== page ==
Multiple-point defects and abraded surfaces in rotary machinery induce complex vibration signatures, and have a tendency to mislead defect diagnosis models. A challenging problem in machine defect diagnosis is to model and study defect signature dynamics in the case of multiple-point defects and surface abrasion. In this study, a multiple-point defect model (MPDM) that characterizes the dynamics of n-point bearing defects is proposed. MPDM is further extended to model degradation in a rotating machine as a special case of multiple-point defects. Analytical and experimental results for multiple-point defects and abrasions show that the location of the fundamental defect frequency shifts depending upon the relative location of the defects and width of the abrasive region. This variation in the defect frequency results in a degradation of the defect detection accuracy of the defect diagnostic model. Based on envelope detection analysis, a modification in existing defect diagnostic models is recommended to nullify the impact of multiple-point defects, and general abrasion in machine components.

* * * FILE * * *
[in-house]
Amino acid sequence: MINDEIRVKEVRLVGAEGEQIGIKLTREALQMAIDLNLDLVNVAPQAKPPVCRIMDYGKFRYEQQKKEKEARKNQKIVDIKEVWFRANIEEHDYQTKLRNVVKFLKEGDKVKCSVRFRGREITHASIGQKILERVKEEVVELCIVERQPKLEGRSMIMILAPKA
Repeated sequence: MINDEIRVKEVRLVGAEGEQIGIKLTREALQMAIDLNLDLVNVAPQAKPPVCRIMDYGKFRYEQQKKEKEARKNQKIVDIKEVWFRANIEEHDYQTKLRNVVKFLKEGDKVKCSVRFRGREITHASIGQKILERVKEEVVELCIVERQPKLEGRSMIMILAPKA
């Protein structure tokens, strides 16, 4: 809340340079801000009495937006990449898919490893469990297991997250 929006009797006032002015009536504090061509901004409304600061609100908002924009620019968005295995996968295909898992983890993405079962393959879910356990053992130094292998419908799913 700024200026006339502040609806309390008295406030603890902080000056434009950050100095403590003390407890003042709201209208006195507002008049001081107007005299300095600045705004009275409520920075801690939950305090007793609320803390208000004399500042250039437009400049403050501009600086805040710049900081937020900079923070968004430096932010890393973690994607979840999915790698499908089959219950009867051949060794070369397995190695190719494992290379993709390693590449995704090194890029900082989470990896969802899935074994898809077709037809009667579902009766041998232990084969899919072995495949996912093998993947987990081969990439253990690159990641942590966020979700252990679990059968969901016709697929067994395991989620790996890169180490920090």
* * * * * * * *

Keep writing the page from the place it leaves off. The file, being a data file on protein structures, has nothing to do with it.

Objectives: To review the incidence of abrasion injuries sustained on artificial turf playing fields and the level of evidence existing on player perceptions of abrasion injuries on these surfaces. Design: Systematic review. Method: A systematic search was performed using SPORTDiscus, Medline, Web of Science, Scopus and Science Direct databases. Inclusion criteria included: abrasion type injuries measured; conducted on artificial/synthetic turf; type of sport reported; peer-reviewed original research; English language search terms, but no language restrictions. A quality assessment was conducted using the Newcastle-Ottawa quality scale. Results: The search yielded 76 potential articles, with 25 meeting all inclusion criteria. Twenty articles were injury-based and five were perception–based. The differences in injury definition and the lack of details of the playing surfaces produced varying results on the rate of injuries on artificial turf. Regardless of the condition of the surface, the level of play, or the sport, players perceived the fear of abrasion injuries as a major disadvantage of artificial turf surfaces. Conclusions: The review highlighted the current disparity that exists between players’ perceptions of abrasion injuries and the level of evidence of abrasion injury risk on artificial turf playing surfaces. There is a need for the inclusion of greater detail of playing surfaces’ specifications and condition, and an injury definition sufficiently sensitive to better measure abrasion injury incidence and severity. Without this more detailed information, it is likely that the strongly perceived risk of abrasion injuries will continue as a barrier to the adoption of artificial playing surfaces.